METRO PLUS

Royal honour for the Taj

A ceremonial welcome

A ceremonial welcome  

IT WAS really a royal honour for the Taj Garden Retreat Hotel at Pasumalai. The Nepal King, Gyanendra Bir Bikram Singh Dev, and his Queen, Komal Rajya Laxmi Devi Shah, stayed at the hotel for two days, March 24 and 25, during their sojourn in the southern part of the State.

The King, who came with a team of 30 aides, arrived at the hotel around 1 p.m. on March 24. The king being accorded a ceremonial welcome. The hotel rolled out a carpet made of roses for the royal couple to tread on. Traditional and folk dances were organised to welcome them.

"The couple then were guided to their enclosure. In the evening, they strolled around the hotel and had a bird's eye view of the city. The King was pretty impressed with the night view of the city with the Meenakshi Sundareswarar Temple in the midst", says Prakash Menon, general manager, Taj Garden Retreat.

"A special suit was prepared for the King and his men by the poolside as it provided a right ambience for the royal couple to stay", Mr. Menon explains.

"Though he had a good knowledge of the city in terms of its geographical conditions, our hotel personnel detailed him about the rich cultural heritage and various other important aspects about the city", he says.

Sign of appreciation.

Sign of appreciation.  

About the menu, Mr. Menon says, "though we prepared various cuisines, including continental, the King preferred to have only south Indian dishes and a thali, mostly with traditional south Indian food, was served to him in silver cutlery".

T.Pramod, executive chef, Taj Garden Retreat, says, "the only preference the King had was the food to be cooked in olive oil, mostly he preferred less oil. Prawn fry was his favourite.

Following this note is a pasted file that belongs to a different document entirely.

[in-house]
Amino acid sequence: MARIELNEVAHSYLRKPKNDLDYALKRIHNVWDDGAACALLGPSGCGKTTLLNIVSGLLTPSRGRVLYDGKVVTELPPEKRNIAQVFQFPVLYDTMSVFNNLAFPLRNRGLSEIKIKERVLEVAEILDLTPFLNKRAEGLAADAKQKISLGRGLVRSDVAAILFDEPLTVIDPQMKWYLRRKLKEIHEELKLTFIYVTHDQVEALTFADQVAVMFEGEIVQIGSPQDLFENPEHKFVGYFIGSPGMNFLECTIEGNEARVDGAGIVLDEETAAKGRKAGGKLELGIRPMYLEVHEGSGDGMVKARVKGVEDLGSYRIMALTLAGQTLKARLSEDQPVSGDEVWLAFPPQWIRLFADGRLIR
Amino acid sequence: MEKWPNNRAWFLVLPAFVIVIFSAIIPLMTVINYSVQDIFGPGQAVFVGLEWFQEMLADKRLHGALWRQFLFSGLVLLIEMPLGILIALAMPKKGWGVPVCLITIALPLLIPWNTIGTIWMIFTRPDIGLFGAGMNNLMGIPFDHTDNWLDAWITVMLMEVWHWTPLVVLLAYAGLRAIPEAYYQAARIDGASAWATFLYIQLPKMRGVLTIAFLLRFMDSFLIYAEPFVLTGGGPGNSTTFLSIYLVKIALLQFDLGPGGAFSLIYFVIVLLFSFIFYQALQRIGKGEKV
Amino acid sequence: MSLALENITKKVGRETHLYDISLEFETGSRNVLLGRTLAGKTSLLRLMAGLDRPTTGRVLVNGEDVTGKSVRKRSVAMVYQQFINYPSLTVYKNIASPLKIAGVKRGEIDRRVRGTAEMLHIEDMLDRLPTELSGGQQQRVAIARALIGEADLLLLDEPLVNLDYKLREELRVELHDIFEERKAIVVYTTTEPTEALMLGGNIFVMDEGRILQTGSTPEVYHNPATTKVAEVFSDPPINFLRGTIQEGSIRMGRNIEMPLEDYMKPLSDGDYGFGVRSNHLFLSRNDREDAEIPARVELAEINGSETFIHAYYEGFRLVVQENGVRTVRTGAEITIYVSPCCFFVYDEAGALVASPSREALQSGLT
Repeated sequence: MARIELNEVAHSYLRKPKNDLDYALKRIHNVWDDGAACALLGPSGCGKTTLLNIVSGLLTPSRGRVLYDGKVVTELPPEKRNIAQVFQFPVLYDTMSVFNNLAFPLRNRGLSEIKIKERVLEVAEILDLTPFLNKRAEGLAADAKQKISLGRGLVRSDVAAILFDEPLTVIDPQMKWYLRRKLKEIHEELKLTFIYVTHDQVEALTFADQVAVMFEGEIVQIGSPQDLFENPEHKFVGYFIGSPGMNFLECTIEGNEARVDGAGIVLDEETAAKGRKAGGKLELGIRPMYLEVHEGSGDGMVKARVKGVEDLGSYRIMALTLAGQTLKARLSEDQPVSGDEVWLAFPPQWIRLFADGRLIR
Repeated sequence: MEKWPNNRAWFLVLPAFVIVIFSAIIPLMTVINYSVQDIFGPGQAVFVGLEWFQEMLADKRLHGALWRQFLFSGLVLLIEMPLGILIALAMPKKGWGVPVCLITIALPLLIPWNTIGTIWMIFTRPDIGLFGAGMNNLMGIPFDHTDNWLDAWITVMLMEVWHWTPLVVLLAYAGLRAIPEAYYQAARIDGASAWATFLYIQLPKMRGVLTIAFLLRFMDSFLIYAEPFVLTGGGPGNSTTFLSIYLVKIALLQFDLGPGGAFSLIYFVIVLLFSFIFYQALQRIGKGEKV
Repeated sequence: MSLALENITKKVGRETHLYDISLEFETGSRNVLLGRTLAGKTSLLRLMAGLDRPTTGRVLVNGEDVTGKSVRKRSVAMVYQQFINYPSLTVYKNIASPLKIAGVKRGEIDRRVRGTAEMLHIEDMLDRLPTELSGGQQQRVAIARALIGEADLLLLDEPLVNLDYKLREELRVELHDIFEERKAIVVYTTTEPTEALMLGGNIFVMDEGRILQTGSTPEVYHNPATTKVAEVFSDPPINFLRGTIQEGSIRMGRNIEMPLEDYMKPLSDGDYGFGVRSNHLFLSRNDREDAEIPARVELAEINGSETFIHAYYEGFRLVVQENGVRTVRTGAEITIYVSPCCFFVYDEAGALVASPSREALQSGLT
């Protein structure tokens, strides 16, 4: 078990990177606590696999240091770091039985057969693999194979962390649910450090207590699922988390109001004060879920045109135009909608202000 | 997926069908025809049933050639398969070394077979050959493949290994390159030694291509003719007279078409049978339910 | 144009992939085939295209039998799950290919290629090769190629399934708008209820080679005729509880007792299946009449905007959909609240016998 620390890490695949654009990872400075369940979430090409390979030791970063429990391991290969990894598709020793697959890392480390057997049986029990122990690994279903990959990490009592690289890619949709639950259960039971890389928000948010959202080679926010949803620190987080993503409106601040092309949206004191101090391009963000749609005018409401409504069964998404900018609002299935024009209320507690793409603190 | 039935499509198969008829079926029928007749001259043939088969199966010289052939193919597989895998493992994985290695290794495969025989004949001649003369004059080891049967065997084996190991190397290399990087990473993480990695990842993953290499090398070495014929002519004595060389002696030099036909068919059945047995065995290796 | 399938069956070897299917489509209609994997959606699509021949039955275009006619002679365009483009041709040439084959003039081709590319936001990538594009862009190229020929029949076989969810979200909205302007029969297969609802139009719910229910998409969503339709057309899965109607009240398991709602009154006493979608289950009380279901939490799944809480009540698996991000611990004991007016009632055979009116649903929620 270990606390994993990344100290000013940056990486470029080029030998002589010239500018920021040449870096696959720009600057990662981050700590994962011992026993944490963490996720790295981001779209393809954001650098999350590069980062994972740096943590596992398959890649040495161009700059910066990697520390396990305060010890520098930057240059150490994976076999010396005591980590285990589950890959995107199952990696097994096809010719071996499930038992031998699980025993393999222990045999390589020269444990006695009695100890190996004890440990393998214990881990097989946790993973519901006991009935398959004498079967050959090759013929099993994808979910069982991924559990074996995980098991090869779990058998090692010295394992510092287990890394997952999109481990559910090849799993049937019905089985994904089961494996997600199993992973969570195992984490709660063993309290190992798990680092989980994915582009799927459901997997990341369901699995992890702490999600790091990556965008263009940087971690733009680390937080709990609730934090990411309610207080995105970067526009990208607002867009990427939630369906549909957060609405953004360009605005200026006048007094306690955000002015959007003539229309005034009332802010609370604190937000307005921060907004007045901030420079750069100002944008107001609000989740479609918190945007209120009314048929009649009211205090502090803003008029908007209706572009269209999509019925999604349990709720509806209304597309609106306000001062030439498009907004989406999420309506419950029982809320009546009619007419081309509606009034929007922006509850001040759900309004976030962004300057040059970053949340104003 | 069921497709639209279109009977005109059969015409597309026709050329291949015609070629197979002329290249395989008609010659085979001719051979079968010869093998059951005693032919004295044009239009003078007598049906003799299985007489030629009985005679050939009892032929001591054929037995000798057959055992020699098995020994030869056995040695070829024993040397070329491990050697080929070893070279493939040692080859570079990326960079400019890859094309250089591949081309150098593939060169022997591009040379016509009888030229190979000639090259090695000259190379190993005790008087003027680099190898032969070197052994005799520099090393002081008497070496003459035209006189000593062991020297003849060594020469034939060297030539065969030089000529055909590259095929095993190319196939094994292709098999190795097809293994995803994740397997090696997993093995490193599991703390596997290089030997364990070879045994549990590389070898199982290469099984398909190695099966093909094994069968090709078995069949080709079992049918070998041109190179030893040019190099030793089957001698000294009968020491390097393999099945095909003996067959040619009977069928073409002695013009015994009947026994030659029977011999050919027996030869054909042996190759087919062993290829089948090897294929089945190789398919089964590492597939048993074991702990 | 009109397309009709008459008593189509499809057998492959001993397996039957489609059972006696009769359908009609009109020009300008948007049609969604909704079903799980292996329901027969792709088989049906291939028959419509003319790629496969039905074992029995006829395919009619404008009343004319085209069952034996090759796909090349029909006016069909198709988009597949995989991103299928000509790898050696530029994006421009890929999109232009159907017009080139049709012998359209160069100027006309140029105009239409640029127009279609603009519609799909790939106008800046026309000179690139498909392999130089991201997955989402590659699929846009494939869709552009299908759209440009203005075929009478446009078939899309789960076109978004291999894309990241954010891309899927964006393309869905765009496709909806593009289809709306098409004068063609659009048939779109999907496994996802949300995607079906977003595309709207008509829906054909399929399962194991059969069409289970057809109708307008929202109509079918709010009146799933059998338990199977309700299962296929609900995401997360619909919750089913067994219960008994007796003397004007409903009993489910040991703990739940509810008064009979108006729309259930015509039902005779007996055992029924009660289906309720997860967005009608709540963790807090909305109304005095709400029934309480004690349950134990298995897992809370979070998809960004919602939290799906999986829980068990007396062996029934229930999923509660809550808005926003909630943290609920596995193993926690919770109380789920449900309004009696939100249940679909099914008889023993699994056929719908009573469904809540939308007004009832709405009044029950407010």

Throughout his stay in the hotel, he had only south Indian dishes. Only on the second night, he had noodles".

"He is a very light eater and takes only tea in the morning and avoids breakfast", says Mr. Pramod.

Speaking about his other activities, Mr Menon says, "the King goes to bed by 10 at night and wakes up by 7 am".

"He had a royal touch about every thing he did. A soft-spoken personality, the King was very kind and receptive to his men and the hotel personnel as well", Mr. Menon adds.

"Security officials from Nepal and the Indian Government, who came to the city a week before the King's arrival, inspected various hotels in the city and fixed the Taj Garden Retreat for the royal couple. It is really a great honour for our hotel", claims Mr.Menon.

Karthik, Assistant Relationship Manager of the hotel, says, "the hotel staff were issued three or four identity cards and our movement was also restricted to particular places only. The chef and our GM were the only privileged to have a direct access to the King. Two wheelers were stopped downhill and a separate vehicle was operated to ferry other guests to the mountain top".

The King had also appreciated the eco-friendly measures initiated by the hotel and has complimented the hospitality, rendered by the staff during his stay, in the visitors' register.

The Taj Garden Retreat, as a mark of respect, presented the royal couple a book on the heritage of the Chettiar community. Apart from this, the hotel also presented 10 saplings of the Indian Cork tree as requested by them.

M.R.ARAVINDAN

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